191 F2d 574 United States v. Cosentino

191 F.2d 574

COSENTINO (two cases).

Nos. 10383-10385.

United States Court of Appeals Seventh Circuit.

September 28, 1951.

Eugene J. Sullivan, David V. Jennings, Jr., and Harvey E. Kaiser, all of Milwaukee, Wis., Paul A. Hemmy, Jr., Juneau, Wis., Dennis M. Sullivan, Ted E. Wedemeyer, Milwaukee Wis., for appellants.

Timothy T. Cronin, U. S. Atty., E. J. Koelzer, Asst. U. S. Atty., Milwaukee, Wis., for appellee.

Before KERNER, FINNEGAN, and LINDLEY, Circuit Judges.

LINDLEY, Circuit Judge.


Defendants appeal from separate judgments of conviction of violations of the criminal laws of the United States. The several appeals were heard and will be disposed of together.


Defendants originally entered pleas of not guilty but, on December 8, 1950, requested and obtained leave to withdraw them and to plead nolo contendere. The court then adjourned the cause for the purpose of procuring presentence investigation reports. Thereafter, on February 19, 1951, the defendants were sentenced, upon their pleas of nolo contendere, to terms in federal prisons.


Defendants urge that the court erred in sentencing them without hearing any evidence bearing upon the question of whether they were guilty; that the court's reliance upon presentence investigations was not sufficient to sustain the judgments and that the court evinced prejudice by disparity in the sentences imposed.


It is elementary that "The facts alleged in the indictment * * * stand admitted * * * on the plea of nolo contendere," U. S. v. Frankfort Distilleries, 324 U.S. 293 at page 296, 65 S.Ct. 661, 663, 89 L.Ed. 951; that a judgment entered upon such a plea leaves open for review only the sufficiency of the indictment, United Brotherhood of Carpenters and Joiners of America v. U. S., 330 U.S. 395 at page 412, 67 S.Ct. 775, 91 L.Ed. 973 and has all the effect of a plea of guilty for the purpose of the case, since, upon the face of the record, no issue of fact appears, Singleton v. Clemmer, 83 U.S.App.D.C. 107, 166 F.2d 963; Fisher v. Schilder, 10 Cir., 131 F.2d 522. By entering such pleas defendants preclude themselves from a trial. Dillon v. U. S., 8 Cir., 113 F.2d 334; Roitman v. U. S., 7 Cir., 41 F.2d 519; U. S. v. Lair, 8 Cir., 195 F. 47; Gemignani v. U. S., 6 Cir., 9 F.2d 384; Tucker v. U. S., 7 Cir., 196 F. 260, 41 L.R.A.,N.S., 70. Punishment may be by fine alone or by fine and imprisonment both. Hudson v. U. S., 3 Cir., 9 F.2d 825, affirmed 272 U.S. 451, 47 S.Ct. 127, 71 L.Ed. 347. Consequently, when defendants entered their pleas of nolo contendere, they admitted the averments of the indictments returned against them by the grand jury. The court, charged, with the exercise of discretion in the entry of sentences, was under no obligation to receive any evidence whatever; by their pleas defendants had confessed the truth of the charges.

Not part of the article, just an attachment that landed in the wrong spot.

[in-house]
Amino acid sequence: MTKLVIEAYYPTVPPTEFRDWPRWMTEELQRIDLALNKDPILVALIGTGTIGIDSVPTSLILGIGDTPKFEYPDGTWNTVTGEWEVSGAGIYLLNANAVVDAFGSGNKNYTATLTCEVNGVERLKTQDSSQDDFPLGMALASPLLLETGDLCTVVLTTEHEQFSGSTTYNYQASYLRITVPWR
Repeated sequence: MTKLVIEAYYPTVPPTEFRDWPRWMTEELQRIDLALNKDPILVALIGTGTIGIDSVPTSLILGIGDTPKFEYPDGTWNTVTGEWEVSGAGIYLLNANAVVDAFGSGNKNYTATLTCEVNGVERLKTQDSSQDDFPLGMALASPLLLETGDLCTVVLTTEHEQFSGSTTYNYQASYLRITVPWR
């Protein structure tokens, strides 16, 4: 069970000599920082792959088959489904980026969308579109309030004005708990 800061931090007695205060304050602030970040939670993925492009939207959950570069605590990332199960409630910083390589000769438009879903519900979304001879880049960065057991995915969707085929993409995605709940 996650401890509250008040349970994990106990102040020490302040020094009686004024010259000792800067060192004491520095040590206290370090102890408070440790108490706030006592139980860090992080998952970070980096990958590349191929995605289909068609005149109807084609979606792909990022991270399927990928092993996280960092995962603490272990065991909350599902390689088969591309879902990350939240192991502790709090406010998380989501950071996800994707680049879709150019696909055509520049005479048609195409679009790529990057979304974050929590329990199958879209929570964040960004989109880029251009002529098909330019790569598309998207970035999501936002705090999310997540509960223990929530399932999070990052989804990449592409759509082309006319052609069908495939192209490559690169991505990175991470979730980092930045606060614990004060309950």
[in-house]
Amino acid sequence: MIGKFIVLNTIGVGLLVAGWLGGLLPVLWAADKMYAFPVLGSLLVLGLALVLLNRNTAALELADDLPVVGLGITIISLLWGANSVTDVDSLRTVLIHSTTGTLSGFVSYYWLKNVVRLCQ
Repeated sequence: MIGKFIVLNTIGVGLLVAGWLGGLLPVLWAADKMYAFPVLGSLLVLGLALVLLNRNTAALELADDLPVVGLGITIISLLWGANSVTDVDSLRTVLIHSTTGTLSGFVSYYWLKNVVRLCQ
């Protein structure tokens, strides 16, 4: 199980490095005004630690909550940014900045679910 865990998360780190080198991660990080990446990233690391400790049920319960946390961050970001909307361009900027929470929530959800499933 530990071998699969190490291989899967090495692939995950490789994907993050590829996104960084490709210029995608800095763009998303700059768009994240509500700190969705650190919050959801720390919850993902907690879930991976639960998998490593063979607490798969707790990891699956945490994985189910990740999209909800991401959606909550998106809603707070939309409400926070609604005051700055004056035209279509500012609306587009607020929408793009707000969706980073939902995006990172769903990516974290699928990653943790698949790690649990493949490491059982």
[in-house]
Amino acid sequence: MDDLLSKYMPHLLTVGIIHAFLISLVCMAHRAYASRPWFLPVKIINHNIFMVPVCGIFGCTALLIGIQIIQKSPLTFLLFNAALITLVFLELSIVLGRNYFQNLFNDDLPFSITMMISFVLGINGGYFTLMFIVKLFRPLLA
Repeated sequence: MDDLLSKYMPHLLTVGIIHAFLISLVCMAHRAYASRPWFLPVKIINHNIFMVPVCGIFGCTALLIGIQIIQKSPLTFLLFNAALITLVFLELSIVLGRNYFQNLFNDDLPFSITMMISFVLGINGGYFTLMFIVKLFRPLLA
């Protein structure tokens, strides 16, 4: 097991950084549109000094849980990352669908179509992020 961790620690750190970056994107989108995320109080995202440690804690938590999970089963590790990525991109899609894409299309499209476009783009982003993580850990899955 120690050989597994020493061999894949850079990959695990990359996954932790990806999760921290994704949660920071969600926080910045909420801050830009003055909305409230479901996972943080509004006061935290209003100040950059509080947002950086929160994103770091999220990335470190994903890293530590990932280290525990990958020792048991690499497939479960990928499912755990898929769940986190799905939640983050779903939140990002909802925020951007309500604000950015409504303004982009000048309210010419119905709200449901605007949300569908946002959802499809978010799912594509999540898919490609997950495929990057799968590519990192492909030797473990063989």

Furthermore the court not only had the right to have presentence investigations made and to rely thereon but, it is evident that in the enactment of legislation and the adoption of rules looking to the procuration of such presentence reports, the intent was to encourage trial judges to consider them in order to be able to exercise as wisely as possible their discretion in fixing sentences. As long as the sentence is within the statutory limits and there is no showing of abuse of the court's discretion, courts of appeals may not interfere. Bailey v. U. S., 7 Cir., 284 F. 126; U. S. v. Sorcey, 7 Cir., 151 F.2d 899, certiorari denied 327 U. S. 794, 66 S.Ct. 821, 90 L.Ed 1021.


We have examined the record carefully. We find nothing that would justify our interference with the judgments; they are affirmed.